If you ride more than once a week, it is fine to combine tips into one generous one at the end of your lesson week. You may also decide to offer a tip once a month, although I am sure most grooms appreciate something a little more frequent. Tipping is not just about money, it is about showing appreciation and that you value the person and the work that they do. Saying thank you isn’t enough. Saying thank you with a tip is also a stronger way of saying, “thanks for all you do.”
To Tip, Or Not Tip: There Should Be No Question — Tip!
When I was new to riding I would show up at the barn to find a horse tacked and waiting for me. A groom passed me the reins, and after my ride I returned the horse to the attentive hands of the same groom to untack for me.
When I began taking lessons, I was not allowed to groom, tack, or untack — not that I even knew how, but as my skills and knowledge and barn credibility progressed, I did learn to do the very basics: picking hooves, tacking, untacking, and bathing a horse. I found I loved to do these things and was eventually allowed to help, but I only had to do it for one horse at a time — not three, five, or even ten in an hour like some grooms need to do.
I had been riding for a few months when I saw a woman hand a groom $5.00. I was horrified because it had never occurred to me to tip! I mean, I was paying a decent hourly rate for lessons, isn’t tacking up and untacking sort of an implied benefit included in that hourly rate? Uh, no.
If it has never occurred to you to tip your groom on the basis that they get paid an hourly rate and you already paid the barn for services, then you need to more fully appreciate the hard work of these taken-for-granted, behind-the-scenes folks. When I was a non-tipper I genuinely did not appreciate that horses are never on self-care mode and the amount of time, attention, and hard work that they require of the people responsible for their care. I also did not think it through: what you pay your barn does not go directly to your groom so if you want to thank them directly, give them cash — not just a quick “thanks.”
The Hard Working All-Around Horse Groom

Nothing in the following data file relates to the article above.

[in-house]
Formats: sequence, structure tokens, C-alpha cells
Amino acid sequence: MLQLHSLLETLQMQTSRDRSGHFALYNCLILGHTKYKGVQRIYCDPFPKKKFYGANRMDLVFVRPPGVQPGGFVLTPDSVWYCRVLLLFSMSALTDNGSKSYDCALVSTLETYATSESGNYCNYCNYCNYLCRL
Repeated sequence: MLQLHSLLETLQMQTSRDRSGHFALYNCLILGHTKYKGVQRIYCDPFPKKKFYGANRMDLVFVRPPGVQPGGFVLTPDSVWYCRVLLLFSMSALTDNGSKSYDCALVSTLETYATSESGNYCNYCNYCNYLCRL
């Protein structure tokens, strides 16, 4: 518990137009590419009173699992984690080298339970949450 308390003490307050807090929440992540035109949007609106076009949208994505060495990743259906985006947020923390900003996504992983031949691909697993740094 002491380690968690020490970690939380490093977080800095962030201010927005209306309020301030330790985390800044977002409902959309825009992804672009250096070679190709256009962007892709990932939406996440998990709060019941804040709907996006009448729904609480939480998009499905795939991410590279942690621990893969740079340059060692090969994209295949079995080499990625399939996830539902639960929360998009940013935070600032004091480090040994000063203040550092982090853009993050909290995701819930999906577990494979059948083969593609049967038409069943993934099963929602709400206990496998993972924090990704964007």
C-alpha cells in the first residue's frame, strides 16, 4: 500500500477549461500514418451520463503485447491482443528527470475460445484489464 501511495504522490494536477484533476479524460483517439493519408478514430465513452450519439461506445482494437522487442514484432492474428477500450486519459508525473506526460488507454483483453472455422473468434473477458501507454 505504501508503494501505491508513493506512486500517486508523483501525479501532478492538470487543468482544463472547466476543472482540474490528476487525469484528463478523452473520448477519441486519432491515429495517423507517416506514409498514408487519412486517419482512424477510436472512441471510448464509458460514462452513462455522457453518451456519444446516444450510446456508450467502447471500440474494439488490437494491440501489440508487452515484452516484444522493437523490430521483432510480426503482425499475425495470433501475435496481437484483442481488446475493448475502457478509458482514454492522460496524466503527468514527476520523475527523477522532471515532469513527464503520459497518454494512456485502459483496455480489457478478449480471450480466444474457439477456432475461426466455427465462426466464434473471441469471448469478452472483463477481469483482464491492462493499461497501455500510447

Grooms often work for a low-wage hourly rate when in fact, they should be salaried. Overtime laws are very strict, but that does not mean your groom is getting paid over time if they work more than 8 hours in a day, or more than 5 days a week. If an employee is on-call, or a groom is required to work extra days to attend shows, the law is clear: they must be compensated for the additional hours unless they are salaried, and, if they are not salaried, then they must be paid time and a half.
In 2013, the average salary for a horse groom was $20,000 per year. Show grooms and head grooms may earn slightly more.
Grooms may or may not have health insurance benefits, and those that do are more likely to have cheaper plans with less coverage because most barns are private or small businesses. They may also not receive paid vacation, sick leave, or other corporate “perks,” but they do, like the rest of us have expenses.
Most grooms do more than just tack and untack your horse. They may also feed, longe, handwalk horses, turn them out, give medications, clean stalls, add bedding, and perform various odd jobs. It is hard work caring for horses and with the exception of elite stables, grooms are almost always responsible for multiple horses.
Lesson grooms are the wonderful folks who get horses ready for riders taking lessons. They typically pull the horse from its stall, groom them, tack them, untack, clean them up, bath them, and put the horses back into their stalls. And, they also are likely responsible for cleaning all the tack and if it is locked up at night, pulling it out and putting it all back. They may also be required to keep the tack, grooming, and bathing areas clean, too, which does not just include scooping up manure, but hosing, wiping, removing trash, etc. In smaller barns, grooms may also feed the horses, give them supplements, and medications, and clean their stalls. Some, may even have to do laundry — saddle pads and polo wraps need regular washing — they do not clean themselves.